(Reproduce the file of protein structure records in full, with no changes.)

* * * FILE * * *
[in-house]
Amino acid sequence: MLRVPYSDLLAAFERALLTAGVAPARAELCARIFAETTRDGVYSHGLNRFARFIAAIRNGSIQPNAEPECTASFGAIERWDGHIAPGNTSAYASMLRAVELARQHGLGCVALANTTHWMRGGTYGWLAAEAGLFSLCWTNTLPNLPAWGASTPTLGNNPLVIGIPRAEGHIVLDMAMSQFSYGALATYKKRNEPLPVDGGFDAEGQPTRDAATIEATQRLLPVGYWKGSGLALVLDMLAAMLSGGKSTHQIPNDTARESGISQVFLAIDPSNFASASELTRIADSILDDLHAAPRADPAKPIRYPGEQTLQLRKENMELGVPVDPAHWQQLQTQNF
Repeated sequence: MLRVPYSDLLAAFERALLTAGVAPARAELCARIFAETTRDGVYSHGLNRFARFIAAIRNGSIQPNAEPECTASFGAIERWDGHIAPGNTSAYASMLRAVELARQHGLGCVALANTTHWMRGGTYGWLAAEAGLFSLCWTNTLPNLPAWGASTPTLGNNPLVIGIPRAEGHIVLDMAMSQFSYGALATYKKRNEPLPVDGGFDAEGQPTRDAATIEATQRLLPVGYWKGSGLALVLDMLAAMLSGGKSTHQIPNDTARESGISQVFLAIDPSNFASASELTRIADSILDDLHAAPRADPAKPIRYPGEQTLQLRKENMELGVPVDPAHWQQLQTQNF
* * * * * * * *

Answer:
[in-house]
Amino acid sequence: MLRVPYSDLLAAFERALLTAGVAPARAELCARIFAETTRDGVYSHGLNRFARFIAAIRNGSIQPNAEPECTASFGAIERWDGHIAPGNTSAYASMLRAVELARQHGLGCVALANTTHWMRGGTYGWLAAEAGLFSLCWTNTLPNLPAWGASTPTLGNNPLVIGIPRAEGHIVLDMAMSQFSYGALATYKKRNEPLPVDGGFDAEGQPTRDAATIEATQRLLPVGYWKGSGLALVLDMLAAMLSGGKSTHQIPNDTARESGISQVFLAIDPSNFASASELTRIADSILDDLHAAPRADPAKPIRYPGEQTLQLRKENMELGVPVDPAHWQQLQTQNF
Repeated sequence: MLRVPYSDLLAAFERALLTAGVAPARAELCARIFAETTRDGVYSHGLNRFARFIAAIRNGSIQPNAEPECTASFGAIERWDGHIAPGNTSAYASMLRAVELARQHGLGCVALANTTHWMRGGTYGWLAAEAGLFSLCWTNTLPNLPAWGASTPTLGNNPLVIGIPRAEGHIVLDMAMSQFSYGALATYKKRNEPLPVDGGFDAEGQPTRDAATIEATQRLLPVGYWKGSGLALVLDMLAAMLSGGKSTHQIPNDTARESGISQVFLAIDPSNFASASELTRIADSILDDLHAAPRADPAKPIRYPGEQTLQLRKENMELGVPVDPAHWQQLQTQNF